Fernando Rosas conjures surreal figures out of wood and other natural materials, faces and forms packed with drama emerging. Using varying types of wood with clay and metal adds to the disconcerting nature to the works, their anguish and peril seemingly organic in nature.
In Zak Ove’s sculptures, viewers find an artist using modern materials and icons to look back at centuries-old cultures. The mixed-media work moves between the futuristic and ancient in its explorations. His stated charge is to “”to reignite and reinterpret lost culture using new-world materials, whilst paying tribute to both spiritual and artistic African identity.”
In Yuanxing Liang’s folkloric sculptures, the hair of his figures become their own whimsical landscapes. Liang, formerly a game character designer, is now a full time artist, often working within fantastical figurative sculpture. Many have noted the challenge of displaying his work, as each pieces comes fully realized and detailed, 360 degrees of intricate notes from the artist.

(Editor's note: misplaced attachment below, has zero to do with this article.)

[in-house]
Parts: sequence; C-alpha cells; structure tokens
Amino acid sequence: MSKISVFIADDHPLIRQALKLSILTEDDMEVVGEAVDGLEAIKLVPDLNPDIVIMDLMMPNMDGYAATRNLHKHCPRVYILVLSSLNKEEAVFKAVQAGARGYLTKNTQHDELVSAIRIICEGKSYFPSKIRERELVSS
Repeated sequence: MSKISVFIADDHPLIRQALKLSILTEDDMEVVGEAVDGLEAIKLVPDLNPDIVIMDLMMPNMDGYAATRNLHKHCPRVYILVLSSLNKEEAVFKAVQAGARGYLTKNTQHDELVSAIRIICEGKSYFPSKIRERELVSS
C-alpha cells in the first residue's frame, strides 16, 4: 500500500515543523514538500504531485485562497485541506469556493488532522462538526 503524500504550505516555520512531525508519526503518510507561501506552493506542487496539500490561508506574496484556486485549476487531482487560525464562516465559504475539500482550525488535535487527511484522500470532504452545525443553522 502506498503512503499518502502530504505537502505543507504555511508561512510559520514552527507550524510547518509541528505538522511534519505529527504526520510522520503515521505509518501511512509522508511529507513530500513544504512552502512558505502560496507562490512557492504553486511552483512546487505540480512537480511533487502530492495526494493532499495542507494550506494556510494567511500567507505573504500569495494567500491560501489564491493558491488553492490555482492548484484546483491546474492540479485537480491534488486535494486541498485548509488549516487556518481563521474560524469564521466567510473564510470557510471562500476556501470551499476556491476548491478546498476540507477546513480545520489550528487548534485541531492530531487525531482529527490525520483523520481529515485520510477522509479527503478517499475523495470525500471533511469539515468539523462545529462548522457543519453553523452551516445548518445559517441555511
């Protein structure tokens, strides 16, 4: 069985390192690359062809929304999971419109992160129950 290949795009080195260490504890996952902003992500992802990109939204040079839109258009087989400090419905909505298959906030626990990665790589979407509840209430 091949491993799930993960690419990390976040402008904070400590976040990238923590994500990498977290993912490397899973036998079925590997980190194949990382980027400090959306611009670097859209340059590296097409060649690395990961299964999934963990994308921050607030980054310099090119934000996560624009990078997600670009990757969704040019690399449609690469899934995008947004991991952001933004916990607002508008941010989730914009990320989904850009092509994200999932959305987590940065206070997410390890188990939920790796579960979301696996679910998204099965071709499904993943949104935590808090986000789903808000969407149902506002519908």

Nick Cave‘s soundsuits and objects, created with upcycled materials, explore both identity and social issues while entertaining in their vibrancy. In a new exhibition at Orlando Museum of Art, “New Cave: Feat.,” a survey of work mostly created within the past decade is displayed. Cave was featured in Hi-Fructose Vol. 20.
Sunkoo Yuh’s clusters of ceramic figures traverse different cultures and topics. His vibrant arrangements of characters range from desk-sized pieces to towering creations. Packed in the pieces are ancient icons, occasional religious figures, and more, sometimes reacting to each other within one set.
The mechanical sculptures of Server Demirtas move and shift with lifelike purpose. While some of his creations expose their interworkings, others are vague in their inner processes. “Scuffle” is meant to represent the refugees of the world, moving in unison with a startling fluidity.